Progress on “Human Rights Dallas” efforts will be shared via future EHRP communications and also at its “Triumph of the Spirit” Awards event Nov. 16 at the Kessler Theater in Dallas. The celebration will commemorate the 10th anniversary of the program at SMU — only the seventh university in the nation to offer an undergraduate degree in human rights and also a master’s level degree in human rights and social justice.
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The discussion came during what organizers described as the first local modern-day summit designed to resolve those “most pressing” issues. More than 250 leaders participated in the summit at Southern Methodist University’s Umphrey Lee Center.
Rick Halperin directs SMU’s Embrey Human Rights Program, which hosted the summit. SMU is one of only seven universities in the nation — and the lone one in the South — that offer a human rights undergraduate program. He said the summit was designed to consider all participants’ views of how to create an equal society.
“The goal is to make sure that everyone in this city is afforded human dignity, respect, defense, protection and advocacy of their inherent rights,” Halperin told participants.
Problems discussed ranged from hate groups to human trafficking. High-profile police/community conflicts and fatal shootings in Dallas and across the nation were prominent talking points and inspired vigorous discussions, participants said.
The various incidents as reported by the media “awakened the soul of Dallas and America that human rights matter,” said Toya Walker, a technology company paralegal and external affairs adviser. She also said discussions about human trafficking shed light on an alarming but little-known problem in the state.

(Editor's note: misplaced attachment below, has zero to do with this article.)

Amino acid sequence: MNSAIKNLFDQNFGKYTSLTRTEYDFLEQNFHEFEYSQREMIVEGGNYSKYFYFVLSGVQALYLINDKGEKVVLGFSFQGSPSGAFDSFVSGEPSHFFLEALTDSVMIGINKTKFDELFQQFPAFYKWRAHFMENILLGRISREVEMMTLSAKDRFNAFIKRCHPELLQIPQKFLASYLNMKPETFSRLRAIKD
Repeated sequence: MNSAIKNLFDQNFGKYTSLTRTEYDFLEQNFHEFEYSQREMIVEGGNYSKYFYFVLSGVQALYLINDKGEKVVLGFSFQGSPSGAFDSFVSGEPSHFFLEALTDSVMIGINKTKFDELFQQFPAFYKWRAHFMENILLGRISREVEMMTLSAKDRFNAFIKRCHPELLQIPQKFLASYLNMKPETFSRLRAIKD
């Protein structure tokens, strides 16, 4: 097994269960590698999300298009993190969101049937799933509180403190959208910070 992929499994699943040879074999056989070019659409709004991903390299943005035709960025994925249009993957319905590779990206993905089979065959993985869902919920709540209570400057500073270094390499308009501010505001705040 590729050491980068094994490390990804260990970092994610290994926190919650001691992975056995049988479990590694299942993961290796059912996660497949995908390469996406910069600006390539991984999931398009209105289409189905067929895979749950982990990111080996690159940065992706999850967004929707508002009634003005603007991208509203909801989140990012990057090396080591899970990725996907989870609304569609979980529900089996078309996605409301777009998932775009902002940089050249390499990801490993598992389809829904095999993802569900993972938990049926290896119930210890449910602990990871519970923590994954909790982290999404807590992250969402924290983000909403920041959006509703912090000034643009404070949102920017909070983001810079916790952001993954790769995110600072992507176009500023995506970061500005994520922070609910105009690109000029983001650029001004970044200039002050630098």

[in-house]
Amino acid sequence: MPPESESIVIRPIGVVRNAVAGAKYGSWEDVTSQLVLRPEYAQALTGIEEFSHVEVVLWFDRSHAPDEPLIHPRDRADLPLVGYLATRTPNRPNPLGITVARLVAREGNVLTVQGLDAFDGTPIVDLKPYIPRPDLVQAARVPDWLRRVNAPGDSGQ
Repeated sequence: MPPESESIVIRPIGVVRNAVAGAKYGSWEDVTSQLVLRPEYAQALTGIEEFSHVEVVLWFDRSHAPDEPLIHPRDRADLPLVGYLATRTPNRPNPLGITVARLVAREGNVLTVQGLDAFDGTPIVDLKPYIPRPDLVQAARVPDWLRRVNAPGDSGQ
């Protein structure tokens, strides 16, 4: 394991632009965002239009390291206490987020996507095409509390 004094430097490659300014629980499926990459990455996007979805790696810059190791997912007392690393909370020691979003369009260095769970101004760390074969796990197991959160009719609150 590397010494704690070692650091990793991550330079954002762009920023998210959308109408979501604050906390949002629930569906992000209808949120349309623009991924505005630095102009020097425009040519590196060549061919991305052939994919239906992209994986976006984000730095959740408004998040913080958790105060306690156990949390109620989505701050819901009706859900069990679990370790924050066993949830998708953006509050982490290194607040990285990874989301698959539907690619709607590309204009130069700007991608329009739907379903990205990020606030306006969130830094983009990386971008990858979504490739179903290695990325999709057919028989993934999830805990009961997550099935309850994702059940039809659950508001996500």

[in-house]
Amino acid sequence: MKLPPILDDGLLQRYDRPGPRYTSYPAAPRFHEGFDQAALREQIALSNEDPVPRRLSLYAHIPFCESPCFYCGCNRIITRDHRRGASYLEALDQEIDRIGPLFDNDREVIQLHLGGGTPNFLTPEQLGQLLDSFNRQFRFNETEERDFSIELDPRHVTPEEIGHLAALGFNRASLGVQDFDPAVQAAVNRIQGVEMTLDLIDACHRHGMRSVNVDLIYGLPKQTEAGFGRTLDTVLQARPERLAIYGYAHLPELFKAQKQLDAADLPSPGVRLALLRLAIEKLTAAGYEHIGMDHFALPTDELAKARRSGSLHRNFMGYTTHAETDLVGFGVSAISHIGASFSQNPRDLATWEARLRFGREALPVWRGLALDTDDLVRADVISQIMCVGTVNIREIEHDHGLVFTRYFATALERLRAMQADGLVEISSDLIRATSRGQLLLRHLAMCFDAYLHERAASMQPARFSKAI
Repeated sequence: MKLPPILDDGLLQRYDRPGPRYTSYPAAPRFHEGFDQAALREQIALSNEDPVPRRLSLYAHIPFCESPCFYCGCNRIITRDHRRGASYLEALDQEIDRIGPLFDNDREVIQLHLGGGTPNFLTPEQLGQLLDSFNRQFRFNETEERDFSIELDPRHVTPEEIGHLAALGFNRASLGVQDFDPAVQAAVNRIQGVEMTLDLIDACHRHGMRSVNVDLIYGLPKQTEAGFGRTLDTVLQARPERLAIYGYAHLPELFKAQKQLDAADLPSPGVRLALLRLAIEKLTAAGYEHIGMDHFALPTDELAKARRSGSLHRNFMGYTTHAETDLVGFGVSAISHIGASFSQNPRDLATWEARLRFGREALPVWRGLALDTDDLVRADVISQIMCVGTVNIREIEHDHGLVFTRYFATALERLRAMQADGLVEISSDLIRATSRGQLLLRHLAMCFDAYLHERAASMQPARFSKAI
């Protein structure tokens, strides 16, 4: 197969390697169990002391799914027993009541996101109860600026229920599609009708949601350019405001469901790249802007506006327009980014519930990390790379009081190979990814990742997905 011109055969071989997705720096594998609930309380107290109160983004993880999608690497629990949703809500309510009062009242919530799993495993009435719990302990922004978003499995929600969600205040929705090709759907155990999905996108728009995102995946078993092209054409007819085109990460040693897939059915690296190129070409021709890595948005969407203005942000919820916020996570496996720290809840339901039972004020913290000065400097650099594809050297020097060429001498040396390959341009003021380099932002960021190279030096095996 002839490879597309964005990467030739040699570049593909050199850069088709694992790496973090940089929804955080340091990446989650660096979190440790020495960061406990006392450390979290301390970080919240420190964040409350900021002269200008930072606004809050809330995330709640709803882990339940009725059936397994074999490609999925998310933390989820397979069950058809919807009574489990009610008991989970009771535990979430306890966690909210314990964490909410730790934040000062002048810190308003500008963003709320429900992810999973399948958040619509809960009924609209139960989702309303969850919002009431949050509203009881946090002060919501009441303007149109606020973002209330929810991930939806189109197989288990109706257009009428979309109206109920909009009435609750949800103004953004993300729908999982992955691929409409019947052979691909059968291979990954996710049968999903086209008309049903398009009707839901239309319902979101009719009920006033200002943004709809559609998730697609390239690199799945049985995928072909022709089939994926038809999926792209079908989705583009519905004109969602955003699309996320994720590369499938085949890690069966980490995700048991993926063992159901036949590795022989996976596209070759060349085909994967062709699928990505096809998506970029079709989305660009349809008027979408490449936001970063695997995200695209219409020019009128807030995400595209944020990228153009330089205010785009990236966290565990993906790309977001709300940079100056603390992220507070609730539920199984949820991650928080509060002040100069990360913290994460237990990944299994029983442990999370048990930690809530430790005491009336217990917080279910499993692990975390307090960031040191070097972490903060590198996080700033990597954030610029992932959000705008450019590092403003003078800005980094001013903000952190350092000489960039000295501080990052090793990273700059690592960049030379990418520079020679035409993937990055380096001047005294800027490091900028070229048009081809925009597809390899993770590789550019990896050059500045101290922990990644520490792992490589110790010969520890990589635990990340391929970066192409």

Participants addressed what organizers called these five “dubious distinctions” in Texas:
Texas leads the nation in the number of hate groups espousing sentiments that oppose either foreigners, people of other races, or people who are lesbian, gay, bisexual or transgender. But at the same time, Texas has the nation’s largest number of resettled refugees and people seeking asylum from countries such as Iraq, Somalia, Myanmar and Congo.
Texas ranks second in the nation for human trafficking crime, which is increasing.
Texas leads the nation in exonerating people who were wrongfully convicted, while also leading the nation in state-sanctioned executions.
Texas ranks high in the number of child deaths from abuse and neglect, and leads all other states in children who die from being left in hot cars.
Texas has the nation’s highest number of residents without health care coverage.
Participants proposed using the SMU program as home base for planning future sessions and social media communication, working in neighborhoods to educate people about these issues, and having elected officials sponsor referendums to foster dialogue among diverse people.
“Dallas can be the change that the world so desperately needs,” Walker wrote in summarizing her experience at the summit.
Summit organizers will discuss the progress of Human Rights Dallas at the program’s Triumph of the Spirit awards ceremony at 7 p.m. Nov. 16 at Kessler Theater in Dallas. To learn more, visit www.smu.edu/humanrights, email firstname.lastname@example.org, or call 214-768-8347.